To pass Part I of the Preliminary Examination, a student must answer at least 75% of questions correctly in order to pass this part of the Preliminary Examination. To pass Part II of the preliminary exam, a minimum of 3 scores of "7" or better must be achieved for the 4 answers. Also, the Preliminary Examination Committee will assemble the scores for each of the 4 answers provided by a student, and will further consider the "best" 3 averaged scores from each student. The averaged scores for each of these 3 answers must total "23" or more or the student receives a "failing" grade. Students with a failing grade must take a re-examination. No conditions may be attached to a passing grade. If a re-examination is required, it must be taken within four weeks of notification of the official result, provided in writing, of the initial preliminary examination. The re-examination will be taken as an oral examination, unless justification for a written examination is provided.

The Chair of the Preliminary Examination Committee meets with all qualified students 6 weeks prior to the examination and tells them the time, place and location of the examination.


After choosing a research advisor, the student and advisor should agree on the composition of a Research Advisory Committee. The Department Chair approves the the advisory committee at the time of approval of the research advisor. The committee consists of the student's faculty advisor and at least two other members of the Departmental Graduate Faculty. This committee must meet at least once every 6 months to review the progress of the student's research work. The Doctoral Advisory Committee must include at least three Graduate Faculty who are resident in the Department. By the end of the fourth year, the Doctoral Advisory Committee also must include a member who is from outside the Department. The Chair of the Doctoral Advisory Committee is usually the advisor.

The Research Advisory Committee also forms the nucleus of the committee which conducts the final examination (defense). Just prior to the defense, an additional outside examiner must be added to the committee. This examiner must not be a member of the Department.

Any changes in membership of the Research Advisory Committee must be approved by the advisor, the other members of the Committee, and the department chair. The new committee member also must be registered with the Graduate School. If a student wishes to change advisors, he/she should discuss this matter with other members of the Research Advisory Committee and with the Department Chair. The Chair, in consultation with the Research Advisory Committee and the Graduate Program Committee will determine if a change in advisor is required or desirable.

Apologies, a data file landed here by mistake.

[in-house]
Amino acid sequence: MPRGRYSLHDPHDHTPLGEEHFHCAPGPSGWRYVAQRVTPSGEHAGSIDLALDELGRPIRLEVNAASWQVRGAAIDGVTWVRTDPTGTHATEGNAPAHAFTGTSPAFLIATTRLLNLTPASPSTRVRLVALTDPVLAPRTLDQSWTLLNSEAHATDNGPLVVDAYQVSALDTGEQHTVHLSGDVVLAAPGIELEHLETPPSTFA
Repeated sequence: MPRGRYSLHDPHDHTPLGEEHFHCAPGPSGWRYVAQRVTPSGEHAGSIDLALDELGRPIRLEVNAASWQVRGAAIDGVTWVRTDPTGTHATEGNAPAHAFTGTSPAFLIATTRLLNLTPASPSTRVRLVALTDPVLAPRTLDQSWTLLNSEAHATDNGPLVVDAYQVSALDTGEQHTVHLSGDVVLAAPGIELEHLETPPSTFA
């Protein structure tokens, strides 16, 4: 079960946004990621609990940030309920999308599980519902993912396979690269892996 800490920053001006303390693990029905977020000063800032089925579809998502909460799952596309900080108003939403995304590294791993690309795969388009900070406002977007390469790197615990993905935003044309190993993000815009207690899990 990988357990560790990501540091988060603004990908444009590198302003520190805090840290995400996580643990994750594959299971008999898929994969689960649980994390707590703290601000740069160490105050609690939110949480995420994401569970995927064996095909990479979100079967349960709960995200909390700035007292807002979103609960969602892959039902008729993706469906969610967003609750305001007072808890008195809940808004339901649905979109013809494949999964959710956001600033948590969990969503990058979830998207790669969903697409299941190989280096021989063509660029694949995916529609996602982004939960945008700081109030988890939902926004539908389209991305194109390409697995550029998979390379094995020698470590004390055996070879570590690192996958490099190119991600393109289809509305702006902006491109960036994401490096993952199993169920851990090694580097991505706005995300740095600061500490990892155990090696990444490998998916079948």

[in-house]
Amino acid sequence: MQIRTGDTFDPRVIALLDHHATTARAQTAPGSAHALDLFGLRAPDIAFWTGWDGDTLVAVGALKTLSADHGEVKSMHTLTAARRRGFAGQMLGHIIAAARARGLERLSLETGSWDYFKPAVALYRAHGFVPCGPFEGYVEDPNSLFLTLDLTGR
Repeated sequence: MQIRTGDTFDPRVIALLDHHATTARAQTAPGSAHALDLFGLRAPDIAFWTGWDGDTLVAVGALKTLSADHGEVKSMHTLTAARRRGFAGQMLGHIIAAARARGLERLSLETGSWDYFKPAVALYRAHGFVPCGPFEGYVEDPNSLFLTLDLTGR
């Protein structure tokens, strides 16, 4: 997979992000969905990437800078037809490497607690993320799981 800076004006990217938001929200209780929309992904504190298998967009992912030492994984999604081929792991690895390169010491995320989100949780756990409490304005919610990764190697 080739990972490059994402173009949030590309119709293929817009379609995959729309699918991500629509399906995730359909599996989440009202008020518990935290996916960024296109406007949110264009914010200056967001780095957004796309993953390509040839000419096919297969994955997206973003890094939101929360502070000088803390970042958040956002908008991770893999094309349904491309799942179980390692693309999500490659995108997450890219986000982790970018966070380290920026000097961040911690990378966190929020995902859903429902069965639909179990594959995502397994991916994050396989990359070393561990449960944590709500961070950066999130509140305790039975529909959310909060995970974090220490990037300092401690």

The Dissertation is an original empirical study that makes a significant contribution to the field of Microbiology & Immunology. Dissertation research must be carried out while the student is enrolled in the doctoral program and must not have been used to obtain another degree. In addition, only those portions of co-authored papers which were written by and contain relevant research which was conducted by the dissertation candidate may be included. Work already published by the candidate must be logically connected and integrated into the dissertation. Simply binding reprints or collections of publications together is not acceptable as a dissertation.

Dissertation proposals are to be about 5 pages in length and to contain the following: (1) a statement of the problem; (2) background information describing how the student's project fits within the context of the general field of research; (3) a summary of what the student has done so far; (4) a brief description of the plans for future research, including the methodology to be employed; (5) references.

A majority vote plus one is required of the Doctoral Dissertation Examining Committee in order to pass the Dissertation defense. The major advisor must vote in the majority in order for the student to pass the defense. In the event of a failure, a report in writing must be provided to the student by the Doctoral Dissertation Examining Committee. A dissenting report may be filed by one or more members of the Doctoral Defense Examining Committee.

At least 3 weeks in advance of the final examination (defense), all examiners must receive a typed copy of the dissertation in near final form.

At least 2 weeks before the final examination, the student should notify the Chair of the Department about the date and place of the examination and the examiners for the final. This announcement must be provided at least 10 days in advance to all members of the Department and to the Dean of the Graduate School, and must be posted in the School of Medicine.